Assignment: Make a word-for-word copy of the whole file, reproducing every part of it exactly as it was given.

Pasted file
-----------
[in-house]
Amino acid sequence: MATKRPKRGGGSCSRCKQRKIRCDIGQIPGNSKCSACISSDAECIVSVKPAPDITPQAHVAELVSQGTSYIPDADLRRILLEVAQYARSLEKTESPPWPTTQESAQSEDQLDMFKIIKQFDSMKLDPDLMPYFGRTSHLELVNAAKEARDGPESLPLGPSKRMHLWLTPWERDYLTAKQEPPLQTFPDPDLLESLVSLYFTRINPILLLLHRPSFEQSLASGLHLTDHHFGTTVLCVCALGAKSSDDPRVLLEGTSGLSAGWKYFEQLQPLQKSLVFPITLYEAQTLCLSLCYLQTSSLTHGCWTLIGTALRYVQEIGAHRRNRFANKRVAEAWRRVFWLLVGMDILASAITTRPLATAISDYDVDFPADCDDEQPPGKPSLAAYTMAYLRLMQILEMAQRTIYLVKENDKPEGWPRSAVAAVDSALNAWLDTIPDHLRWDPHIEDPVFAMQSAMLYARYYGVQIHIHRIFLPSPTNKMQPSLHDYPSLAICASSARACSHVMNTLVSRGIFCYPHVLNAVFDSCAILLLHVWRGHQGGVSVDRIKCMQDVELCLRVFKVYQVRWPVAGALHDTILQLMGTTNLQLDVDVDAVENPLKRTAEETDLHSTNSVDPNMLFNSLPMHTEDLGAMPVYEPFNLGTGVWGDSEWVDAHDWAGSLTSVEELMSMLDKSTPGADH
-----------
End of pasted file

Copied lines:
[in-house]
Amino acid sequence: MATKRPKRGGGSCSRCKQRKIRCDIGQIPGNSKCSACISSDAECIVSVKPAPDITPQAHVAELVSQGTSYIPDADLRRILLEVAQYARSLEKTESPPWPTTQESAQSEDQLDMFKIIKQFDSMKLDPDLMPYFGRTSHLELVNAAKEARDGPESLPLGPSKRMHLWLTPWERDYLTAKQEPPLQTFPDPDLLESLVSLYFTRINPILLLLHRPSFEQSLASGLHLTDHHFGTTVLCVCALGAKSSDDPRVLLEGTSGLSAGWKYFEQLQPLQKSLVFPITLYEAQTLCLSLCYLQTSSLTHGCWTLIGTALRYVQEIGAHRRNRFANKRVAEAWRRVFWLLVGMDILASAITTRPLATAISDYDVDFPADCDDEQPPGKPSLAAYTMAYLRLMQILEMAQRTIYLVKENDKPEGWPRSAVAAVDSALNAWLDTIPDHLRWDPHIEDPVFAMQSAMLYARYYGVQIHIHRIFLPSPTNKMQPSLHDYPSLAICASSARACSHVMNTLVSRGIFCYPHVLNAVFDSCAILLLHVWRGHQGGVSVDRIKCMQDVELCLRVFKVYQVRWPVAGALHDTILQLMGTTNLQLDVDVDAVENPLKRTAEETDLHSTNSVDPNMLFNSLPMHTEDLGAMPVYEPFNLGTGVWGDSEWVDAHDWAGSLTSVEELMSMLDKSTPGADH